Monday, July 11, 2011

Communication Curriculum Updates arising from SUSI 2011

By Dr. Nnamdi Ekeanyanwu

The communication curriculum in the Scripps College of Communication at Ohio University is very unique and cosmopolitan in many respects. I like the idea of the specializations and providing students workshop trainings. This is the way I think we should go in the next 20 years.

Some scholars have, however, expressed fears that employers now prefer graduates who can cover news events, write stories, take and edit videos and pictures by their own, and even present the story wherever and whenever is applicable. So, to dance to the tune of the so-called market forces, such scholars are advocating for a redesigning of the communication curriculum to train students to become master of all. This may never be the situation.

I do not think the employers can win this one. They will have no choice in the matter. In the face place, I believe a reasonable employer will prefer a graduate with the requisite skills and be talent in a particular field of communication than those who have a secondary knowledge of different aspects of the communication arena and are struggling to be what he is not. This is the main reason why I think "Mass Communication" should be abolished. We don't have "mass" in the sense of the word anymore. The current practice at Scripps College of Communication should be a model to be photocopied across the globe.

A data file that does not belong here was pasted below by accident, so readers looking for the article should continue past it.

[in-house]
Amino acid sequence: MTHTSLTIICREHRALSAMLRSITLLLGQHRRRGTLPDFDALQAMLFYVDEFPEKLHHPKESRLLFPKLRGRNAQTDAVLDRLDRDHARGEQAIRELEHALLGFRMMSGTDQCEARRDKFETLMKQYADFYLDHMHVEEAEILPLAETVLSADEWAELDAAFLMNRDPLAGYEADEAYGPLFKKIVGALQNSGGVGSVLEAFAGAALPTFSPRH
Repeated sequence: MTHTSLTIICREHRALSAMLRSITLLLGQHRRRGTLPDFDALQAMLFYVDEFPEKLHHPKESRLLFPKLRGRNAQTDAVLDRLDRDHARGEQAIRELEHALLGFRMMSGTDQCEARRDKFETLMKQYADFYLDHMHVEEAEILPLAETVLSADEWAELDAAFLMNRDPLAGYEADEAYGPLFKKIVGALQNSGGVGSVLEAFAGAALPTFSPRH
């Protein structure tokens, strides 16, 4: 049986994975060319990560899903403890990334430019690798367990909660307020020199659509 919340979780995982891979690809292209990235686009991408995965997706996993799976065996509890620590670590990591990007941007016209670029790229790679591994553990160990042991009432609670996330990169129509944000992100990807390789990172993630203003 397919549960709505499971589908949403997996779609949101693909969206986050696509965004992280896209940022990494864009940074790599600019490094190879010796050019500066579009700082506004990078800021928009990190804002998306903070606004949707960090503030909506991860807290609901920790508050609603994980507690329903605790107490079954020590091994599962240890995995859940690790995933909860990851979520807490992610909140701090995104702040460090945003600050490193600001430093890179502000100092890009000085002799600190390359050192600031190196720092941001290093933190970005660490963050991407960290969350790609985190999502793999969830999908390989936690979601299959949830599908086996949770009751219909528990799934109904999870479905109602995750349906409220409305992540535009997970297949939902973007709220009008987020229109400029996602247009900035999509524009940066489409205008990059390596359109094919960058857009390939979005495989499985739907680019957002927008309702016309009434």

Let students make a choice of their areas of interest and enable the curriculum to fit their needs. We can no longer have jack of all trades. Lugging a camera around is not equal to taking an ecstasy shot that tells a story more than words will have. In Nigeria, we have attempted experimenting with students knowing something of every aspects of this discipline. This is good but should not be the practice for a four-year program. The major areas should be emphasized and students should be made to go into such with a sense of detail. Most respectable disciplines have no generalists but specialists. A medical doctor only make sense to me when he is a specialist surgeon, gynecologist, etc.

So, let's go ahead and produce photojournalists with an eye for photographs; a great newscaster with such elegance and elocution in her voice; an eloquent speaker, a visual communication, experts artist, a print writer etc. This is where the industry is headed to. Kudos to Scripps College of Communication for being on the track already. Others should not step outside but participate it soon. What they want is a commitment that this will work. I know it would work.

Thank you SUSI 2011 for this exposure on curriculum issues focusing on the U.S. and other universities represented.

Dr. Nnamdi T. Ekeanyanwu
Director, International Office and Linkages
Covenant University.

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